What the Hell is Going On With 'House of the Dragon' And Sex?

·5 min read

Nearly three weeks ago, House of the Dragon co-showrunner Miguel Sapochnik caused an uproar when he commented that the new fantasy series would “pull back” from the amount of sex scenes featured in Game of Thrones, while still committing to depictions of sexual assault. Battle-scarred Game of Thrones fans, who lost faith in the series following its frequent brutalization of female characters, were outraged by the notion of less consensual sex and more graphic sexual violence. You'd think HBO would install electric staples in everyone's tongues after a dust-up like that, but instead, House of the Dragon's actors, writers, and producers have been running their mouths ever since—with some of them even contradicting one another.

If you missed the cringey comments that started it all, allow us to clue you in: Sapochnik went on to say that House of the Dragon “won’t shy away from [sexual violence],” and that they plan to depict it “carefully and thoughtfully.” He continued: “If anything, we’re going to shine a light on that aspect. You can’t ignore the violence that was perpetrated on women by men in that time. It shouldn’t be downplayed and it shouldn’t be glorified.” Coming hot on the heels of comments from author and serial procrastinator George R.R. Martin, who insisted that the misogyny in Westeros is historically accurate despite Westeros never existing in history, no doubt this wasn’t the Comic-Con slam dunk that HBO expected.

Next, House of the Dragon tried to do damage control, with Sapochnik shuffled off the stage and executive producer Sarah Hess speaking out to correct the record. “I’d like to clarify that we do not depict sexual violence in the show,” Hess told Vanity Fair in a statement. “We handle one instance off-screen, and instead show the aftermath and impact on the victim and the mother of the perpetrator.” So, unlike Game of Thrones, House of the Dragon viewers will not actually watch scenes of sexual violence.

Hess continued:

I think what our show does, and what I’m proud of, is that we choose to focus on the violence against women that is inherent in a patriarchal system. There are many ‘historical’ or history-based shows that romanticize powerful men in sexual/marriage relationships with women who were actually not of an age to consent, even if they were ‘willing.’ We put that onscreen, and we don’t shy away from the fact that our female leads in the first half of the show are coerced and manipulated into doing the will of adult men. This is done not necessarily by those we would define as rapists or abusers, but often by generally well-meaning men who are unable to see that what they are doing is traumatic and oppressive, because the system that they all live in normalizes it. It’s less obvious than rape but just as insidious, though in a different way.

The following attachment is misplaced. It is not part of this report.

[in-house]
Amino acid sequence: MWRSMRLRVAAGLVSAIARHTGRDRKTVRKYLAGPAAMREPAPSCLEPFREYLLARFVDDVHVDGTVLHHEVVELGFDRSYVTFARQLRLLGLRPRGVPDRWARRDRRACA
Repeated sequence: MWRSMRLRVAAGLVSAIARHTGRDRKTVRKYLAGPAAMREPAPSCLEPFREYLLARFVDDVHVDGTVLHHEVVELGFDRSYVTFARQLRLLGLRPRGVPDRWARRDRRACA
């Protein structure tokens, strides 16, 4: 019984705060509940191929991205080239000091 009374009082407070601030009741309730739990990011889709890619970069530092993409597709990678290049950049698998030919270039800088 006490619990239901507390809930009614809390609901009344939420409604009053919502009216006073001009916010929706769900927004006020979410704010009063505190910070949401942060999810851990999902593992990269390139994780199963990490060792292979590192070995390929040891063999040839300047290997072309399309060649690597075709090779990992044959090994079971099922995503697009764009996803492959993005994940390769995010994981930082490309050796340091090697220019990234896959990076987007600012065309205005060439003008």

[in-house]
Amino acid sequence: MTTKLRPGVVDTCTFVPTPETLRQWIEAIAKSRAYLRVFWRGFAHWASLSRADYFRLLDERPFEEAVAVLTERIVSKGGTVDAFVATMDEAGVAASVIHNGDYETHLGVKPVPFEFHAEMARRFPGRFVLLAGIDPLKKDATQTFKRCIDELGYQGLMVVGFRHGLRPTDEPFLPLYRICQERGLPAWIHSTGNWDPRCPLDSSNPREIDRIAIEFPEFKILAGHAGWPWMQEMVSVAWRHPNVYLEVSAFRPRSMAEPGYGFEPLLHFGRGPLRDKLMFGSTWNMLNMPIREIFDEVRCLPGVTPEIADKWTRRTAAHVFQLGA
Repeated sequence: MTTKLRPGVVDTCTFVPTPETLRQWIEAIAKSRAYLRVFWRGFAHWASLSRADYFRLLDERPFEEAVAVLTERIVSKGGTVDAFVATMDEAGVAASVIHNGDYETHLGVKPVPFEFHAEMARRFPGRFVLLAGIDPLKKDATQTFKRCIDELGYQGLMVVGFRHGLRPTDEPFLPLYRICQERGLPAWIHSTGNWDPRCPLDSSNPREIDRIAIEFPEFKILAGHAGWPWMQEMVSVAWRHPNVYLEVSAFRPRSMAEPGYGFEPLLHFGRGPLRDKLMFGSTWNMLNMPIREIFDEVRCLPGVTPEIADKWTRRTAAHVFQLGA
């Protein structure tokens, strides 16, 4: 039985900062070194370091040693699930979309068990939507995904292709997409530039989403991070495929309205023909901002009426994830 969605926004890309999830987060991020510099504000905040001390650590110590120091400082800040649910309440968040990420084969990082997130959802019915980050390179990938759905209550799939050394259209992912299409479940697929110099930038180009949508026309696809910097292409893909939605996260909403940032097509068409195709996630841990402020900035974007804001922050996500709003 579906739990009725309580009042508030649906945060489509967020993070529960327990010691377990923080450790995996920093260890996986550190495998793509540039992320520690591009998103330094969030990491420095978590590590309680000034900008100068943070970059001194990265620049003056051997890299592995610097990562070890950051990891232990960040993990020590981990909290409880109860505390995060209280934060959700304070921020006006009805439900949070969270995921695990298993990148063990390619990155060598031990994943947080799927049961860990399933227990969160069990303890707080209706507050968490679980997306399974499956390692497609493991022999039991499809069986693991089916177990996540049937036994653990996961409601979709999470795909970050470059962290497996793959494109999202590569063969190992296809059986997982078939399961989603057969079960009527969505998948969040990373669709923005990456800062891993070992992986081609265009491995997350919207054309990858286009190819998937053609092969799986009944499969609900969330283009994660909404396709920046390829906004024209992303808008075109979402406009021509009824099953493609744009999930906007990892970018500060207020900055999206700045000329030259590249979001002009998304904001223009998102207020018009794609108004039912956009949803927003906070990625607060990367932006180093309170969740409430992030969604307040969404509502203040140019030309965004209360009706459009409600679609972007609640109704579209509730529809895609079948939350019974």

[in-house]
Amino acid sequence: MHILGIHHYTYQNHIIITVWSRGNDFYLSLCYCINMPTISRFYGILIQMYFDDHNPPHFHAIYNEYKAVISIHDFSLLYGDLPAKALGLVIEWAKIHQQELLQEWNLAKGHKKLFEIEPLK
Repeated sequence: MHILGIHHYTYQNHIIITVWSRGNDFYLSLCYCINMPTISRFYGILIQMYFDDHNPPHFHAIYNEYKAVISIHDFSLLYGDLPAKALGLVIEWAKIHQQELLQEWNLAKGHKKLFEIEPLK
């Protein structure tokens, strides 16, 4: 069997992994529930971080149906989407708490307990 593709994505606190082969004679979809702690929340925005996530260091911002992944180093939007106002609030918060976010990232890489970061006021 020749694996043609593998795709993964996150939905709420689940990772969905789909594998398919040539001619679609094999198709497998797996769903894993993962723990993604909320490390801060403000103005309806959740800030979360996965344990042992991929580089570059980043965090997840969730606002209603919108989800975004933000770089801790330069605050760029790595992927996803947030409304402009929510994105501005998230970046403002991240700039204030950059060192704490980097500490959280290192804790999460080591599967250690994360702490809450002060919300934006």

It sounds like House of the Dragon is seeking to atone for the sins of Game of Thrones, where rapists, abusers, and well-meaning “nice guys” abounded. “In general, depicting sexual violence is tricky,” Hess continued, “and I think the ways we think about it as writers and creators are unique to our particular stories.”

But the good people in Game of Thrones-land just couldn't let sleeping dogs lie. Not long after, star Matt Smith popped off about the volume of sex in the series, saying that it's "slightly too much." He told Rolling Stone, "You do find yourself asking, ‘Do we need another sex scene?’ And they’re like, ‘Yeah, we do.’ I guess you have to ask yourself: ‘What are you doing? Are you representing the books, or are you diluting the books to represent the time [we’re living in]?’ I actually think it’s your job to represent the books truthfully and honestly, as they were written.” The HBO boogeyman must have gotten to him, because days later, he walked back his criticisms, telling ScreenRant, "No one likes doing sex scenes. They feel quite exposing, do you know what I mean? But luckily, Sonoya [Mizuno], who plays Mysaria, was just really wonderful. We had an intimacy coordinator, and that all felt quite good and safe and stuff. Do I love that scene? I don't know; I have a question mark against it. But that's the world that we're representing. That's the world that George has written. That's the world of House of the Dragon. And we're trying to represent the books as truthfully as possible."

Then, even though nobody asked him to, Sean Bean got involved. Remember Sean Bean, who decoupled from Game of Thrones way back in Season One when Ned Stark lost his head? In an interview with The U.K. Times, Bean condemned the work of intimacy coordinators, saying he fears that they "spoil the spontaneity" of sex scenes. “It would inhibit me more because it’s drawing attention to things,” the actor continued. “Somebody saying, ‘Do this, put your hands there, while you touch his thing… I think the natural way lovers behave would be ruined by someone bringing it right down to a technical exercise." Numerous actresses decried Bean's comments, including Jameela Jamil, Rachel Zegler, and Bean's own Snowpiercer co-star Lena Hall. "Spontaneity in intimate scenes can be unsafe. Wake up," Zegler tweeted. Even though Bean is no longer affiliated with Game of Thrones, he's still a prominent alum, and his comments couldn't have come at a worse possible time.

Now that all of these big talkers have thrown the House of the Dragon press tour into a tailspin, will viewers still get on board? We’ll find out on August 21, when House of the Dragon wings its way onto televisions everywhere.

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